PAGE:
Learn more by reading Quick Guide: The Anatomy of the College Application.

The best way for any student to prepare for college is to work hard in high school. Colleges look at your grades and the kinds of classes you take, so it's a great idea to take college-level courses, such as Advanced Placement® classes. Many colleges award credit based on scores on AP Exams, which can save students money on tuition.

5. Your Options May Change

Laws and regulations regarding undocumented students change. It’s important to keep up with the news about how these changes may affect your college plans.

For more information on changes to DACA and other policies affecting undocumented students, visit the U.S. Department of Homeland Security or the Immigrant Legal Resource Center.

6. You Can Find Resources to Help You

Here are some additional websites with helpful information:


What’s an undocumented student?

The term "undocumented student" refers to a student who lives in the country but doesn’t have documentation for legal residency in the United States. Undocumented status may result from various circumstances, including entering the country without authorization, overstaying a visa, or being brought to the country as a child by undocumented

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Can undocumented students go to college?

Yes. In the United States, undocumented students can attend college, but they may face financial and legal barriers. Undocumented students aren’t eligible for federal financial aid, including grants and loans. However, some states have implemented policies that allow undocumented students to qualify for in-state tuition rates or offer state-funded financial aid programs. Additionally, some private scholarships and institutional aid opportunities are designated for undocumented students.

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What states accept undocumented students?

Several states in the United States have implemented policies supporting undocumented students in accessing higher education. These examples include California's Dream Act, New York’s Dream Act, Texas’s Dream Act, and Illinois’s Dream Act. Because requirements and opportunities can vary, undocumented students should stay updated and research their options. Additionally, some private institutions may have their own policies and scholarships for undocumented students. Exploring those options is also worthwhile.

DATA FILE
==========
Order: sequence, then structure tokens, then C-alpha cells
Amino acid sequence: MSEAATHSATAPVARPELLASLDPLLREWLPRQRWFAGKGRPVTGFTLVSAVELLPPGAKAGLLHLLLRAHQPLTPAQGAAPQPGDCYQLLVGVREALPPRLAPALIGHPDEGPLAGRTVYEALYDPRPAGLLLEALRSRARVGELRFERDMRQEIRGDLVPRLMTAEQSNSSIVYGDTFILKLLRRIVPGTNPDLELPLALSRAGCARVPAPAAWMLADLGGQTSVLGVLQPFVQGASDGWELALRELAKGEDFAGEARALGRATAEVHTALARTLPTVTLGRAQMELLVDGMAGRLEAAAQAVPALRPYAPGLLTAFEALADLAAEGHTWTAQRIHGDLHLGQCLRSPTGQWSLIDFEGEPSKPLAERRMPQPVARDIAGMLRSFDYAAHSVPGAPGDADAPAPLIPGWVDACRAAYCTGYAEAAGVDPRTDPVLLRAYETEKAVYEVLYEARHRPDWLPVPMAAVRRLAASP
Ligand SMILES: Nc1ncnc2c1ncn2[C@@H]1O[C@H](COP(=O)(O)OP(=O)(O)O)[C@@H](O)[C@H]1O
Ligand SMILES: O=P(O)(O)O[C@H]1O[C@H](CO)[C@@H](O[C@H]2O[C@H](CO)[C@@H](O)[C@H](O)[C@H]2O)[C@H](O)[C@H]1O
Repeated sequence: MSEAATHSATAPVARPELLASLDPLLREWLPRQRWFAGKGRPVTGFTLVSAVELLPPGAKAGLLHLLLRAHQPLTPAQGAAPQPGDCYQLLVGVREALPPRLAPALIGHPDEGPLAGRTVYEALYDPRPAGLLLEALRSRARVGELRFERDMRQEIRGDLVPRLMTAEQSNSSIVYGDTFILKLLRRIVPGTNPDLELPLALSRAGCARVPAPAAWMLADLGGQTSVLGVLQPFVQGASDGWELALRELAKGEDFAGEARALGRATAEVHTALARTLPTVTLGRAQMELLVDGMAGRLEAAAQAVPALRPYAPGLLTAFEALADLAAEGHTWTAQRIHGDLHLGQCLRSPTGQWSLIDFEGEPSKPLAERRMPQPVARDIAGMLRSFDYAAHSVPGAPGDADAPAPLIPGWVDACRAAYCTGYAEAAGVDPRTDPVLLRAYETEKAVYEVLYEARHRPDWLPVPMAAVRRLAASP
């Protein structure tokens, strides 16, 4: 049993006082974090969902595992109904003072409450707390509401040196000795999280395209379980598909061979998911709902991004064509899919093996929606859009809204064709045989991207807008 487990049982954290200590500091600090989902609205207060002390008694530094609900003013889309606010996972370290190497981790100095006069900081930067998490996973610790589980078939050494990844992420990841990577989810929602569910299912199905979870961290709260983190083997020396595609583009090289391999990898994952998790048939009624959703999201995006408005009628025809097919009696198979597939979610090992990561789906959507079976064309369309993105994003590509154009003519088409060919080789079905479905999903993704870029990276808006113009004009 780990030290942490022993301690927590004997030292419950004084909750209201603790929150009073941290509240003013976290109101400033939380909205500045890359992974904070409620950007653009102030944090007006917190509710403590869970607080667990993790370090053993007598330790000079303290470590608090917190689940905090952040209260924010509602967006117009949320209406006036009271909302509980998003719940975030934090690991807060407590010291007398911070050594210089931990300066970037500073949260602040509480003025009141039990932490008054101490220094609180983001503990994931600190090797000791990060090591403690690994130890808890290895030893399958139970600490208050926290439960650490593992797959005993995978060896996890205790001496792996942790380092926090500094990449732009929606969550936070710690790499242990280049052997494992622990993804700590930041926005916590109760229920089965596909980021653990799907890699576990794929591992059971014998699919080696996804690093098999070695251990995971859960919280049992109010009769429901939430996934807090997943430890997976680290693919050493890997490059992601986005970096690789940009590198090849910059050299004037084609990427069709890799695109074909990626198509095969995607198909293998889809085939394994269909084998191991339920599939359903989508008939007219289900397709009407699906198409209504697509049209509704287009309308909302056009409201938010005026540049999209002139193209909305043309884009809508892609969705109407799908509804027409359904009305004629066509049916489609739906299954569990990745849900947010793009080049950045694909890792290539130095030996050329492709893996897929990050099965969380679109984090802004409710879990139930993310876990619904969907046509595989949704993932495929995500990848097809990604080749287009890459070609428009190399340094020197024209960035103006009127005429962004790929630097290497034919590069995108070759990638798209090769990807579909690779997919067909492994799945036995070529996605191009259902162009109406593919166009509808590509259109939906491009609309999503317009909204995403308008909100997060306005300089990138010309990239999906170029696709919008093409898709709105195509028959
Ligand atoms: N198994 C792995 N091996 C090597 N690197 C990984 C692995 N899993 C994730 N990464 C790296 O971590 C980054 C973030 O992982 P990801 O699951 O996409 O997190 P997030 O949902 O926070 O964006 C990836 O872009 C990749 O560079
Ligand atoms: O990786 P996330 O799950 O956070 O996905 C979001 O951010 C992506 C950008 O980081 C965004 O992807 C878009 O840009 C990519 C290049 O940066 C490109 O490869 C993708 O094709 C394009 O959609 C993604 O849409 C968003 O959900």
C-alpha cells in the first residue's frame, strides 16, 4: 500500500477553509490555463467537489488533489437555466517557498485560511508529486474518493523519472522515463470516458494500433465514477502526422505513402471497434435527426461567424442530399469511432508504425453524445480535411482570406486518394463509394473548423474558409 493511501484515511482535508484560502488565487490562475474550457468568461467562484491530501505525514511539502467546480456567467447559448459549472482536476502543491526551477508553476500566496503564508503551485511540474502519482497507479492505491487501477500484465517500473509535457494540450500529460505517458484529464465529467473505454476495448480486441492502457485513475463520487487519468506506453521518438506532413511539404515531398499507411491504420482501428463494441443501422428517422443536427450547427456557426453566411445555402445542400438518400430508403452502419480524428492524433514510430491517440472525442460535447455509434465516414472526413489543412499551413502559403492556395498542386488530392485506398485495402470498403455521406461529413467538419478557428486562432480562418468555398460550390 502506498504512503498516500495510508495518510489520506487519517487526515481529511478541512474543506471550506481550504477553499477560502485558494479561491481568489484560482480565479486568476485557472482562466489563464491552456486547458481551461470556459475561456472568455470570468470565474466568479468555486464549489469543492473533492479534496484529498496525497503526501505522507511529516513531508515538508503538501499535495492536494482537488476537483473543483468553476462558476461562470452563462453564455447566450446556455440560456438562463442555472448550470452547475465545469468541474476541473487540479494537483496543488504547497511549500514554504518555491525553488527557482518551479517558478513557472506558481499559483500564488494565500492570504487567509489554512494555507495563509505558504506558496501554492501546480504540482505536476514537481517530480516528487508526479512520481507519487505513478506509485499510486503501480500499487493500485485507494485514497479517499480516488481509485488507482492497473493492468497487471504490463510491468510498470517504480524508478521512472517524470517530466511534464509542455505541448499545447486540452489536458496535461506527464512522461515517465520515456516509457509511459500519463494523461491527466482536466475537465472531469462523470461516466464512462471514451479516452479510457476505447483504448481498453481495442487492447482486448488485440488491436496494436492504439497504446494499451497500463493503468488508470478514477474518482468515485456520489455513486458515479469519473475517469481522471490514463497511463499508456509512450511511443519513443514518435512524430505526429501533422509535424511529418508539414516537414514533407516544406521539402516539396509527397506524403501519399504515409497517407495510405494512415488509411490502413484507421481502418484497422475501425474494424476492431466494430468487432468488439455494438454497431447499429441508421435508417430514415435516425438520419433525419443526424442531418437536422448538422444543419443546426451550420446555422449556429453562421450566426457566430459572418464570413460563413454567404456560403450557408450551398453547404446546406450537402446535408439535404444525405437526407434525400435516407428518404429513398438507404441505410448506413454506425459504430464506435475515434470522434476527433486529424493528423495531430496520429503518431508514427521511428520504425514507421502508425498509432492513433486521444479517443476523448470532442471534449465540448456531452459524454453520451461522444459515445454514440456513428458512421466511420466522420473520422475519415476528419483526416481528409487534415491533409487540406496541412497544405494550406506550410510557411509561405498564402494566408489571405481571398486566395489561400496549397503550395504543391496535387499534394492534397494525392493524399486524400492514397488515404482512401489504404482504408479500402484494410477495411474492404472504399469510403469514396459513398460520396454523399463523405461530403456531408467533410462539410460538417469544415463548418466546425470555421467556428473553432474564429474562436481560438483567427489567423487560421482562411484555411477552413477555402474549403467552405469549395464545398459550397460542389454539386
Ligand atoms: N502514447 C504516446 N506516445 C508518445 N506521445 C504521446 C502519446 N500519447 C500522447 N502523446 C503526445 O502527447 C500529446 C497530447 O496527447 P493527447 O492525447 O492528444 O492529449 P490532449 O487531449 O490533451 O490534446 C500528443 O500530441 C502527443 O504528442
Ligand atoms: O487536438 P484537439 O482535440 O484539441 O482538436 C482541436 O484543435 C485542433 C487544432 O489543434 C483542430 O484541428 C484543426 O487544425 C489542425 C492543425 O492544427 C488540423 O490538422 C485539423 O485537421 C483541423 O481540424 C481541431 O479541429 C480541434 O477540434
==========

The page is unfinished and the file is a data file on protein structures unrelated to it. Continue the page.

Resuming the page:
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How can an undocumented student become legal?

Legalizing the status of undocumented individuals is a complex process. Potential pathways include asylum, family sponsorship, employment-based immigration, special programs, and deferred action. Any undocumented student will want to seek legal advice to determine the best option for their individual circumstances.

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What resources are available to undocumented students pursuing higher education?

Many organizations and nonprofits offer college access programs tailored specifically to undocumented students. Such programs provide guidance on college exploration, admissions, financial aid, and scholarship opportunities. Additionally, many colleges and universities often have dedicated offices or staff members who specialize in supporting undocumented students with admissions policies, financial aid options, scholarships, and campus resources. Finally, undocumented students can seek assistance from immigration attorneys or accredited immigration organizations for legal guidance on their immigration status, potential pathways to legalization, and understanding of their rights.